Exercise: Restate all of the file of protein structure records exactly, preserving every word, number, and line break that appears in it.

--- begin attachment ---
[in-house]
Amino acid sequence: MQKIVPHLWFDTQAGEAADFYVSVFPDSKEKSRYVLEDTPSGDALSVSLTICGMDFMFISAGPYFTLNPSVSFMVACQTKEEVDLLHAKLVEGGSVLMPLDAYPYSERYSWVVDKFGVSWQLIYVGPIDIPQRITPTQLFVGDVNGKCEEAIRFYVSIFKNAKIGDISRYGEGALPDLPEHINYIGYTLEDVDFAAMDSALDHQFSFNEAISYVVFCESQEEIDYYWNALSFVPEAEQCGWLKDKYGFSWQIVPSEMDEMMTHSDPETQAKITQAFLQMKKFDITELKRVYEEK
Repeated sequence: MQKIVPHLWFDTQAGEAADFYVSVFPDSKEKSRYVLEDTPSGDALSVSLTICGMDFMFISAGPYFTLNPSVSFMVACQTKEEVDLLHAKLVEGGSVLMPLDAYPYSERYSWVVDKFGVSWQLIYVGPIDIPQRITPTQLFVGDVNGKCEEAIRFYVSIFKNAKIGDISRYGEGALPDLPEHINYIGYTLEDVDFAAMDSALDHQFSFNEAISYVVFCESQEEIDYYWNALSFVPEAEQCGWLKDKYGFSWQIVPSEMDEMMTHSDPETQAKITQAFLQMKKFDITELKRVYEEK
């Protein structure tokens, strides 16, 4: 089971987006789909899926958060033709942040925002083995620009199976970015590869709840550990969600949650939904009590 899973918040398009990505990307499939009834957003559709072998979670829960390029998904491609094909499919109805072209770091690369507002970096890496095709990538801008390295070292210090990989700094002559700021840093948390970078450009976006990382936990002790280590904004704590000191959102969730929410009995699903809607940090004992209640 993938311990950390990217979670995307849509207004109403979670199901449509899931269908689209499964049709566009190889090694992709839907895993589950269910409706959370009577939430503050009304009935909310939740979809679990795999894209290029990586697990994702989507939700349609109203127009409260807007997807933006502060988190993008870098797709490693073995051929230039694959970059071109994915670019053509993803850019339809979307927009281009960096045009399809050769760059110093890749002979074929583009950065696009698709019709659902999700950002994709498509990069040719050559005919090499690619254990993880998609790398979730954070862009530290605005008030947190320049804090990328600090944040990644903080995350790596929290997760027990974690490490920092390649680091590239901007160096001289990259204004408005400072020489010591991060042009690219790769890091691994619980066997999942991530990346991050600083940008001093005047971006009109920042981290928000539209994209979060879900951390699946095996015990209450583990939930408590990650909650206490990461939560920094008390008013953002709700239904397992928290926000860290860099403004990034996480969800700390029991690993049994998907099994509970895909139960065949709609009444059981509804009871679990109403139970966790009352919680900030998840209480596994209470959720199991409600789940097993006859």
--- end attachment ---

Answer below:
[in-house]
Amino acid sequence: MQKIVPHLWFDTQAGEAADFYVSVFPDSKEKSRYVLEDTPSGDALSVSLTICGMDFMFISAGPYFTLNPSVSFMVACQTKEEVDLLHAKLVEGGSVLMPLDAYPYSERYSWVVDKFGVSWQLIYVGPIDIPQRITPTQLFVGDVNGKCEEAIRFYVSIFKNAKIGDISRYGEGALPDLPEHINYIGYTLEDVDFAAMDSALDHQFSFNEAISYVVFCESQEEIDYYWNALSFVPEAEQCGWLKDKYGFSWQIVPSEMDEMMTHSDPETQAKITQAFLQMKKFDITELKRVYEEK
Repeated sequence: MQKIVPHLWFDTQAGEAADFYVSVFPDSKEKSRYVLEDTPSGDALSVSLTICGMDFMFISAGPYFTLNPSVSFMVACQTKEEVDLLHAKLVEGGSVLMPLDAYPYSERYSWVVDKFGVSWQLIYVGPIDIPQRITPTQLFVGDVNGKCEEAIRFYVSIFKNAKIGDISRYGEGALPDLPEHINYIGYTLEDVDFAAMDSALDHQFSFNEAISYVVFCESQEEIDYYWNALSFVPEAEQCGWLKDKYGFSWQIVPSEMDEMMTHSDPETQAKITQAFLQMKKFDITELKRVYEEK
């Protein structure tokens, strides 16, 4: 089971987006789909899926958060033709942040925002083995620009199976970015590869709840550990969600949650939904009590 899973918040398009990505990307499939009834957003559709072998979670829960390029998904491609094909499919109805072209770091690369507002970096890496095709990538801008390295070292210090990989700094002559700021840093948390970078450009976006990382936990002790280590904004704590000191959102969730929410009995699903809607940090004992209640 993938311990950390990217979670995307849509207004109403979670199901449509899931269908689209499964049709566009190889090694992709839907895993589950269910409706959370009577939430503050009304009935909310939740979809679990795999894209290029990586697990994702989507939700349609109203127009409260807007997807933006502060988190993008870098797709490693073995051929230039694959970059071109994915670019053509993803850019339809979307927009281009960096045009399809050769760059110093890749002979074929583009950065696009698709019709659902999700950002994709498509990069040719050559005919090499690619254990993880998609790398979730954070862009530290605005008030947190320049804090990328600090944040990644903080995350790596929290997760027990974690490490920092390649680091590239901007160096001289990259204004408005400072020489010591991060042009690219790769890091691994619980066997999942991530990346991050600083940008001093005047971006009109920042981290928000539209994209979060879900951390699946095996015990209450583990939930408590990650909650206490990461939560920094008390008013953002709700239904397992928290926000860290860099403004990034996480969800700390029991690993049994998907099994509970895909139960065949709609009444059981509804009871679990109403139970966790009352919680900030998840209480596994209470959720199991409600789940097993006859």